“Dude, we met when we were five. I don’t think I knew my own mom’s name back then. I certainly wouldn’t remember who your babysitter was.” I close my eyes and massage my temples, my usual insomnia-inflicted headache edging toward a dull throb. I don’t remember a long-term nanny. I never had any babysitters growing up, just my dad.

I hear Beth say something to her girlfriend, a bark, and I walk away from the phone for a minute with a twinge of annoyance that she’s not giving me her undivided attention.

I think of Anneliese’s face, those teeth, the green eyes. The hair. And.

And.

I am running in a field with her, in the yard behind the house upstate. The garden is giant. Huge sunflowers, hedges high enough to block the sun. Beneath me, the grass is lush, dewy, tickling my bare feet. And the sky is white, hot and blazing. And she is behind me, shrieking, her freckled arm outstretched, a paintbrush in her hand tinged blue.

And I feel its slick bristles on my back and I fall, stumble. But I am laughing. And she is, too, her orange hair like a halo, eclipsing the sun.

I open my eyes.

“Anyway, I’m having some people over next weekend. I know you hate parties these days but you’re so cooped up all the time in that apartment. I swear it’ll be fun…” Beth squawks on, her voice shrill through the speaker.

“I remember her.”

Beth pauses mid-ramble. “What?”

“I remember her. Anneliese. The woman who stopped me today. She’s not nuts. I remember her.”

There’s a heavy silence on the other end. “Are you sure? You just said you didn’t.” Beth’s voice has lowered an octave, as if she’s whispering. Which I know is for my benefit, so her girlfriend won’t hear.

I tighten my hand into a fist. “I’m serious. She was my nanny. We used to play this game with paint.”

Beth sighs. “Still weird to me. You’re not thinking about calling her or anything like that, right?” But I’m already reaching into the garbage bag I use as a hamper, sifting through it for the sweats I wore earlier today. I take out the receipt, smoothing it out against my knee. It’s for shampoo, coconut Herbal Essences, and I can smell it on her, as if it’s 1996 and I am on the floor of my blue-carpeted bedroom and she is swinging her princess hair to and fro as we play Candy Land, the smell even more enticing than how I imagined Queen Frostine’s scent.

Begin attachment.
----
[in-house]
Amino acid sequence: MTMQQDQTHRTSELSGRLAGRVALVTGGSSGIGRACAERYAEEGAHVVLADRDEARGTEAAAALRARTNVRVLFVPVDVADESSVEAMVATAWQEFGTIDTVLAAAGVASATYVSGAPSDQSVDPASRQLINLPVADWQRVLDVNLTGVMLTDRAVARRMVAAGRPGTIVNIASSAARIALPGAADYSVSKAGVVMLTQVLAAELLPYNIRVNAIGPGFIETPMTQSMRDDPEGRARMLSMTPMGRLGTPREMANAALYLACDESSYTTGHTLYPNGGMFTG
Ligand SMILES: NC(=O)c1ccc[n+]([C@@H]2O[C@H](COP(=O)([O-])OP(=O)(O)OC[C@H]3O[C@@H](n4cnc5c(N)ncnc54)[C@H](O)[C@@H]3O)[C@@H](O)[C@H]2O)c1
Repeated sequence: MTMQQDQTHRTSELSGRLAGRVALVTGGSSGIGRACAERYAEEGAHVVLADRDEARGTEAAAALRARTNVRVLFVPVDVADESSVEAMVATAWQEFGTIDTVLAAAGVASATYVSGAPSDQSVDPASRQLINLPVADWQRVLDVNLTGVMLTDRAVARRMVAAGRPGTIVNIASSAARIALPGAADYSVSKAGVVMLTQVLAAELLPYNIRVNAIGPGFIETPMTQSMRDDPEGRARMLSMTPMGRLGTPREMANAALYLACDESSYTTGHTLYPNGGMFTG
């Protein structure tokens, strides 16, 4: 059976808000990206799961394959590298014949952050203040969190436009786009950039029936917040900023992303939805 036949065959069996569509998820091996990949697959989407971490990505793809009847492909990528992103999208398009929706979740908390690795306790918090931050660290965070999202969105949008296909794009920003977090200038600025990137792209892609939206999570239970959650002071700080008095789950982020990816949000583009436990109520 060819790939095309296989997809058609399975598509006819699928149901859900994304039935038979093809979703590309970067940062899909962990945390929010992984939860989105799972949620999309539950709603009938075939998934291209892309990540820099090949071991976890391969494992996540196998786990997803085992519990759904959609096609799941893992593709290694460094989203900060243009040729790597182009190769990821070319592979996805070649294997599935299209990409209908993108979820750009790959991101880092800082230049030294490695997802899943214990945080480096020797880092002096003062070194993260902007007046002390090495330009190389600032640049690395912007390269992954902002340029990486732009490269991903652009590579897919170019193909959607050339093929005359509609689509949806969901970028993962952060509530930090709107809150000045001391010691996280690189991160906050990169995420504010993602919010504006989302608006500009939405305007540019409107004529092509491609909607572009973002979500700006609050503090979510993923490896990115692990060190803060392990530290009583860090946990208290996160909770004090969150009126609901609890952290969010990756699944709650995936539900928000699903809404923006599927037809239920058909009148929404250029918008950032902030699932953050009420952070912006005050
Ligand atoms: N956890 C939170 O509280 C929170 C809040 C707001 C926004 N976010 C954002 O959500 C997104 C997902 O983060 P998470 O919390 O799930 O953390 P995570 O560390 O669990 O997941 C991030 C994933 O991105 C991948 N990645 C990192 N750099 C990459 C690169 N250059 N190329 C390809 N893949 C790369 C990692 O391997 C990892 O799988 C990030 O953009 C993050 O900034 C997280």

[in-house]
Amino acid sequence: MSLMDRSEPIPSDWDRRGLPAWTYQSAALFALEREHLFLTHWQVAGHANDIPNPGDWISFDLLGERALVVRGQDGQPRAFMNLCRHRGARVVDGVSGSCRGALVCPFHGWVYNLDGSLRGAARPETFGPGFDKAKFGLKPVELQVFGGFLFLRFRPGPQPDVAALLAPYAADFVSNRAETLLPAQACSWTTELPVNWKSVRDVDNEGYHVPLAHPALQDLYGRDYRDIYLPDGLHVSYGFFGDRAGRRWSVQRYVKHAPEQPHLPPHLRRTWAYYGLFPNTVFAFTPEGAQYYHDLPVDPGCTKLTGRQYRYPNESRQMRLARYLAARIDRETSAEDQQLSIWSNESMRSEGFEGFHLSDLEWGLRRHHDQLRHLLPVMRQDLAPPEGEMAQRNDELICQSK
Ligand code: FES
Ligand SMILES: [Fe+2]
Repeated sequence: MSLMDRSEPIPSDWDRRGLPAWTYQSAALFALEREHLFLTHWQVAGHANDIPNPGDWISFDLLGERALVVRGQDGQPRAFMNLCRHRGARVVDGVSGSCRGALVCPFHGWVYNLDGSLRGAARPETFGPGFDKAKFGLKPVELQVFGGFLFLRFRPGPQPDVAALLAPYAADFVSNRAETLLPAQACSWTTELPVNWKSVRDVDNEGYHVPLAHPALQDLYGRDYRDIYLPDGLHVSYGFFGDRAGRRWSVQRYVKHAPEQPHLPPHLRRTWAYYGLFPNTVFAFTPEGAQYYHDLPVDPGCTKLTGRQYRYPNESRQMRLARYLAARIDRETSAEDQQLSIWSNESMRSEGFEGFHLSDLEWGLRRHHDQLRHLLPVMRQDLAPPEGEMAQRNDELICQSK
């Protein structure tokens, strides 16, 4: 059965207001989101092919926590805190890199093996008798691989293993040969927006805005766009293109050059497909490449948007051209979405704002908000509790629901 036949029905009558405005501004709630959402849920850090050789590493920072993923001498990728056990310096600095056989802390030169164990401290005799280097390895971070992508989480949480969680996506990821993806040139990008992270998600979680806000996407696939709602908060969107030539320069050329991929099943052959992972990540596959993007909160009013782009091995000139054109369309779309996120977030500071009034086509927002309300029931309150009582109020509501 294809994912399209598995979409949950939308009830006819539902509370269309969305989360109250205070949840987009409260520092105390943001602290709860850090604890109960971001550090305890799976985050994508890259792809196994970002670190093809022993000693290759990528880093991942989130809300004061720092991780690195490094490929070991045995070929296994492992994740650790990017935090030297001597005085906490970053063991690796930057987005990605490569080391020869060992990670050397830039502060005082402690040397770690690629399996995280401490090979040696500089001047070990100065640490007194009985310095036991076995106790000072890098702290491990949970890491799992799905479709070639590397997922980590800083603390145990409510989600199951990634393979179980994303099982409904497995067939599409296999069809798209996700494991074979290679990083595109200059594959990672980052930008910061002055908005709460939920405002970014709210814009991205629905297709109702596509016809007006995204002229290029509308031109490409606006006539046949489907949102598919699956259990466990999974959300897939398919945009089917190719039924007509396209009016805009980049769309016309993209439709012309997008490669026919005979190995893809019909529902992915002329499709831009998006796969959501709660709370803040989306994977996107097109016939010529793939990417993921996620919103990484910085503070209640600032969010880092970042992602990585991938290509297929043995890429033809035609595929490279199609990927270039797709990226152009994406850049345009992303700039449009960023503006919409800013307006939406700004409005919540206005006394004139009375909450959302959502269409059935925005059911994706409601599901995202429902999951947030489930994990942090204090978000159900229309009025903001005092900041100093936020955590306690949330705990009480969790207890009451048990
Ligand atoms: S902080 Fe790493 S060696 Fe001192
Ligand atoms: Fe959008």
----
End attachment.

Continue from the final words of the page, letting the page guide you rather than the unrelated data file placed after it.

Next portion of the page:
Tears prick my eyelids.

“I want to see her.” It comes out sounding infantile, testy even. And I hear Beth breathing, willing herself not to lash out.

“Okay. Okay, Suzy. Just meet in public and bring some pepper spray. Remember, she stopped you in the street. She really could be anyone, even if she did babysit you a thousand years ago.” I hear her put another piece of gum in her mouth, the wrapper like static.

“I know. She’s just a nice middle-aged woman. And maybe she has some cool things to say about my parents.” I know that will get Beth off my back. Any mention of my parents gets anyone off my back.

I hear her breath as she blows a bubble, the snap of the gum sticking to her lip. “I’m just trying to be a good friend. Don’t fault me for it.” Her voice has lowered again. “I’ve said this before and I’ll say it again: you’ve been spending way too much time alone. It’s not like you and I can tell it’s getting to you. It would get to me.” But my finger is already hovering over the End Call button, eager to get Beth off the line.

“I appreciate it. But for real, now I have work to do. I’ll text you.” She spends one more minute reminding me to come to her party next weekend and I promise I will, even though we both know I won’t, and I hang up first, still fingering that crumpled receipt, studying the perfectly shaped eights in the handwritten phone number, each the same height, the same size.

Outside, a dog barks. And I bark back, loud and sharp, laughing at myself, my apartment easing into darkness as the sun sets.

Excerpted from Nanny Dearest by Flora Collins, Copyright © 2021 by Flora Collins. Published by MIRA Books.